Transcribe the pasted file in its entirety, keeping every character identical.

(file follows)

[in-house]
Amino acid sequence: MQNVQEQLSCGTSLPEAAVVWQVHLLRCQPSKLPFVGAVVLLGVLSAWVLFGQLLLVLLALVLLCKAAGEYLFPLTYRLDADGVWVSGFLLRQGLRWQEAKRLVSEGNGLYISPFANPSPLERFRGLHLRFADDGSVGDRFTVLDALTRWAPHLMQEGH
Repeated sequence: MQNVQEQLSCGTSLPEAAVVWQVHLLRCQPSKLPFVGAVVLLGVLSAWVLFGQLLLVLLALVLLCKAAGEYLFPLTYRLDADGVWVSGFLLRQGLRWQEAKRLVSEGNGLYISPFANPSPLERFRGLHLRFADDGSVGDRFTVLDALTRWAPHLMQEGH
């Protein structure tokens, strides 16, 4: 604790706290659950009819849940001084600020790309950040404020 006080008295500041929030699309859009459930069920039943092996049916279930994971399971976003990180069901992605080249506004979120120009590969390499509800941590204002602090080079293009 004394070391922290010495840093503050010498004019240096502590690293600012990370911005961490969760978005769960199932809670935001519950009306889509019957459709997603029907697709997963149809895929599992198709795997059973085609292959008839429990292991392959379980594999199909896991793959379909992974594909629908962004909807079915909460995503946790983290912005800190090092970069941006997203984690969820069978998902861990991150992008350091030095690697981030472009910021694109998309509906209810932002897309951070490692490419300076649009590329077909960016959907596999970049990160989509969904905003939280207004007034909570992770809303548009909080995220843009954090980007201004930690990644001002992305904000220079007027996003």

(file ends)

[in-house]
Amino acid sequence: MQNVQEQLSCGTSLPEAAVVWQVHLLRCQPSKLPFVGAVVLLGVLSAWVLFGQLLLVLLALVLLCKAAGEYLFPLTYRLDADGVWVSGFLLRQGLRWQEAKRLVSEGNGLYISPFANPSPLERFRGLHLRFADDGSVGDRFTVLDALTRWAPHLMQEGH
Repeated sequence: MQNVQEQLSCGTSLPEAAVVWQVHLLRCQPSKLPFVGAVVLLGVLSAWVLFGQLLLVLLALVLLCKAAGEYLFPLTYRLDADGVWVSGFLLRQGLRWQEAKRLVSEGNGLYISPFANPSPLERFRGLHLRFADDGSVGDRFTVLDALTRWAPHLMQEGH
């Protein structure tokens, strides 16, 4: 604790706290659950009819849940001084600020790309950040404020 006080008295500041929030699309859009459930069920039943092996049916279930994971399971976003990180069901992605080249506004979120120009590969390499509800941590204002602090080079293009 004394070391922290010495840093503050010498004019240096502590690293600012990370911005961490969760978005769960199932809670935001519950009306889509019957459709997603029907697709997963149809895929599992198709795997059973085609292959008839429990292991392959379980594999199909896991793959379909992974594909629908962004909807079915909460995503946790983290912005800190090092970069941006997203984690969820069978998902861990991150992008350091030095690697981030472009910021694109998309509906209810932002897309951070490692490419300076649009590329077909960016959907596999970049990160989509969904905003939280207004007034909570992770809303548009909080995220843009954090980007201004930690990644001002992305904000220079007027996003």